SAM AND TOM: Bombshell ensemble member Sam (Leslie Odom, Jr.), Tom's boyfriend and Ivy's bestie, has been offered the role of The General in the national tour of The Book of Mormon (the "Casey" mentioned in this episode is Tony-winning Mormon director-choreographer Casey Nicholaw). With the prospect of Sam on the road, Tom views himself as single again. In the real world of showbusiness relationships, lovers separated for months by work make it work by planning intermittent visits, video chatting, phone calls, whatever it takes. (And certainly Tom is rich enough to buy plane tickets to see Sam wherever the tour may take him.) "Smash" would like us to believe that showbiz relationships are thin as tissue paper. In truth, they often are as boring and solid and committed as any that exist outside the spotlight. Is this the end of Tom and Sam?
DEREK AND WOMEN: "You may be a womanizer," Veronica tells Derek of Rebecca Duvall's charges of sexual harrassment, "but I know there is no merit to her story." Shortly after, Derek almost kisses Karen, who is referred to as his "muse" several times in the two hours. But, mostly, Derek is neutered at the top of Season Two. Even once-desperate Ivy doesn't go there. And the producers of The Wiz drop him from the project, his agent reports (that's excellent Brynn O'Malley, of Broadway's current Annie, as the agent, who also surfaces in that bar fantasy number). With Bombshell in limbo for the moment, Derek is hungry, professionally.
KYLE AND JIMMY AND KAREN: In a bold new direction for the series, two twentysomething musical-theatre writers — composer-lyricist Jimmy (Jeremy Jordan, minus sideburns because he was concurrently playing a teenager in Broadway's Newsies during early-season shooting) and librettist Kyle (Andy Mientus), friends since childhood — cross the path of Karen at the Restaurant Row boite (the fictional Table 46) where they work. The gay, adorable Kyle is starstruck (he saw Karen in Bombshell in Boston) and the straight, adorable — but brooding — Jimmy is aloof and pugnaciously flirty with her. Karen's imagination is piqued when she overhears Jimmy performing an ascendant, yearning, pained and inspiring song, "Broadway, Here I Come," in the back room of Table 46. The song is by rising theatre songwriter Joe Iconis, whose musical The Black Suits, is among his projects in development. Iconis wrote "Broadway, Here I Come" as a stand-alone song (not uncommon for the writer) before his association with "Smash." In an ironic twist, it was sung for the first time in one of Iconis' many cabaret-concert shows by future "Smash" regular Krysta Rodriguez. Here she is on youtube. It has also been sung by Molly Hager. "I wrote it when I was feeling fairly depressed, confused, but still totally hopeful about the theatre," Iconis told Playbill.com. "It's very much a song about all kinds of suicide and I think it's kind of wild that it's ended up on a very sparkly T.V. show in a context that really plays down the whole suicide aspect of the song." The song is expected to recur often in the coming season. (Also listen for Iconis' "The Goodbye Song," another one of his tunes that existed before "Smash.") Here's Iconis in a nutshell: with one foot in pop and one in narrative theatre, his work has the swaggering pianistic quality of a Ben Folds, with unexpected, detailed, soulful lyric turns and completely infectious melodies. For him, the piano is as much a percussive instrument as a melodic one. More than anyone whose work I've heard in a decade, he feels like the future of American musicals, a natural offspring from the age of Jonathan Larson, Jason Robert Brown and William Finn. Follow him on Twitter @MrJoeIconis.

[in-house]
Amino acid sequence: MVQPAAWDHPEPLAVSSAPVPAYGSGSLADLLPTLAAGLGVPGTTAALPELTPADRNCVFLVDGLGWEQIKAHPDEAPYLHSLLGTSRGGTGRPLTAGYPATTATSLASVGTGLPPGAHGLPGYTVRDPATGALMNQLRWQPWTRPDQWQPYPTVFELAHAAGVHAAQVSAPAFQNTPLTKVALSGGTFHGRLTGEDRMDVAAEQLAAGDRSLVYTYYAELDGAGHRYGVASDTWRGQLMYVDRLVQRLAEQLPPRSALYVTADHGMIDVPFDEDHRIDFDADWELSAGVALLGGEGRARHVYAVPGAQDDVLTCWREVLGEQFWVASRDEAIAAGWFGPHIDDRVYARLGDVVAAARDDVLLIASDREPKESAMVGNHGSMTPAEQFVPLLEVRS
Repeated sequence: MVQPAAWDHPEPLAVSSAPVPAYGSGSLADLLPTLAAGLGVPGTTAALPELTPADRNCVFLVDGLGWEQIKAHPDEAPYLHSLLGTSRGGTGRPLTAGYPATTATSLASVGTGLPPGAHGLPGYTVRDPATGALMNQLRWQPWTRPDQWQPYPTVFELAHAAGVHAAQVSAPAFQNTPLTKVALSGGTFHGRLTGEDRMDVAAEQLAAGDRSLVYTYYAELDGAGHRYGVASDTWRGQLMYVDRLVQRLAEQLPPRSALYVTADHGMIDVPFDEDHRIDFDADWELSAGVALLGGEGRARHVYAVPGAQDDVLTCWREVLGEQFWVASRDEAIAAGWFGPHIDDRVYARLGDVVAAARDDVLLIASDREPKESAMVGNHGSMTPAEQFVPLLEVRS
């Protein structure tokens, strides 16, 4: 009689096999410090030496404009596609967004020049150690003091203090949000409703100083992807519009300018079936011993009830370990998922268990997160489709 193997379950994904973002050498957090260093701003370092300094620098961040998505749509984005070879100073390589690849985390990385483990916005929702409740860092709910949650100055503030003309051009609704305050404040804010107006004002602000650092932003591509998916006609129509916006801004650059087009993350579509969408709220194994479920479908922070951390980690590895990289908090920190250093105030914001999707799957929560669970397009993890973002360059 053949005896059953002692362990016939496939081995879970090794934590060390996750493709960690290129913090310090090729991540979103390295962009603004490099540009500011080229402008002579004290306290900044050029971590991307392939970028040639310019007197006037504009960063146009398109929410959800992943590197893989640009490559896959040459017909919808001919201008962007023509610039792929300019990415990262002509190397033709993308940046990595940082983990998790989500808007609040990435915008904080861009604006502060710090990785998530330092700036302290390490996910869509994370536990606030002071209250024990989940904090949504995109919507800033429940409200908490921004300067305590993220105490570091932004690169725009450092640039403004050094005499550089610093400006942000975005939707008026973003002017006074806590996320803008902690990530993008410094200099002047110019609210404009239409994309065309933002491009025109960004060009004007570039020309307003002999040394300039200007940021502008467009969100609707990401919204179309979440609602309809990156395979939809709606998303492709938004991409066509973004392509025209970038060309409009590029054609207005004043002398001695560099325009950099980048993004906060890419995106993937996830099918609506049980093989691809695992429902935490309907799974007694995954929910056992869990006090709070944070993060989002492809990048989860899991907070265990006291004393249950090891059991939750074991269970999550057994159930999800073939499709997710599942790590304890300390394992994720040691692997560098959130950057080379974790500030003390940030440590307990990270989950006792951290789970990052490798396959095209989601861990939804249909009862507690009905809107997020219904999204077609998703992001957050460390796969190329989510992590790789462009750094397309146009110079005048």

Kyle is keen to pursue Karen as a professional contact, Karen is attracted to Jimmy's music and is keen to learn more about their project (and loops Derek in), but Jimmy, in one of those ridiculous "Smash" character turns, resents Karen's interest in the songs! Kyle slips some sheet music to Karen and invites her to a party in Brooklyn. Karen and her chorus pals Ana and Bobby (Wesley Taylor) think the soaring song, "Caught in the Storm," is "crazy good…like, Jonathan Larson good!," and they plot to perform the song at the party. (This number is written by the ubiquitous young songwriting team of Benj Pasek and Justin Paul, whose A Christmas Story, The Musical did boffo business last year on Broadway. It was their Broadway debut, just months after their Off-Broadway debut with the musical Dogfight. Songs by them and other new writers will be intermingled with the work of Shaiman and Wittman, as showrunner Safran explained in a recent Playbill.com interview. Follow the young writers on Twitter @pasekandpaul).
In a flirtation sequence at the party, Karen begins to sing Jimmy's "Caught in the Storm," which freaks him out. He berates Kyle for promoting their show. "We do it on our own, we don't need anyone's help!" spits the "protective" and "complicated" Jimmy. He tells Karen, "There's nothing to hear. I don't need your help, I write for myself." This will be explained in episodes to come, of course (some kettles are supposed to boil slowly) but it seems as clumsily written and inauthentic as the worst parts of Season One of "Smash." He's writing songs for an experience that is meant to be public, but he doesn't want them sung or exposed? For now, "Smash" continues to succeed on at least one level — when it Says It With Music.
At the end of the episode, Jimmy relents after Kyle expresses a feeling of betrayal; Kyle was always cleaning up Jimmy's messes over the years. So, Jimmy delivers a demo of his music to Karen's apartment (he got her new home address from the back of her headshot — something that does not reflect reality). Karen brings the music to Derek, and a new world dawns for "Smash."
(Kenneth Jones is managing editor of Playbill.com. Follow him on Twitter @PlaybillKenneth.)